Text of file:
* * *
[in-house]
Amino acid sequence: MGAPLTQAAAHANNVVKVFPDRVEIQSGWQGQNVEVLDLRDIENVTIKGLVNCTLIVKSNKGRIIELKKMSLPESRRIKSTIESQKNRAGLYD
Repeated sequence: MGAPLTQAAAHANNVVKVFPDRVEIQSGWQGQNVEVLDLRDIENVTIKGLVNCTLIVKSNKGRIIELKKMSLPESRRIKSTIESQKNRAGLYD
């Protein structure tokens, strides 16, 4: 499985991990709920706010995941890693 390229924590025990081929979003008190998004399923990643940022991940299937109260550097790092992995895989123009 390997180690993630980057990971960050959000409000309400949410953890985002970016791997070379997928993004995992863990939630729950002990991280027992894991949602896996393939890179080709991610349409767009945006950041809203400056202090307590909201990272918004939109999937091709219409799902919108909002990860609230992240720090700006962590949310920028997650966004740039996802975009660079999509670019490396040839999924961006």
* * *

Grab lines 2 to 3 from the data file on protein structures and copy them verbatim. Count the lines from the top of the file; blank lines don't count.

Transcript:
Amino acid sequence: MGAPLTQAAAHANNVVKVFPDRVEIQSGWQGQNVEVLDLRDIENVTIKGLVNCTLIVKSNKGRIIELKKMSLPESRRIKSTIESQKNRAGLYD
Repeated sequence: MGAPLTQAAAHANNVVKVFPDRVEIQSGWQGQNVEVLDLRDIENVTIKGLVNCTLIVKSNKGRIIELKKMSLPESRRIKSTIESQKNRAGLYD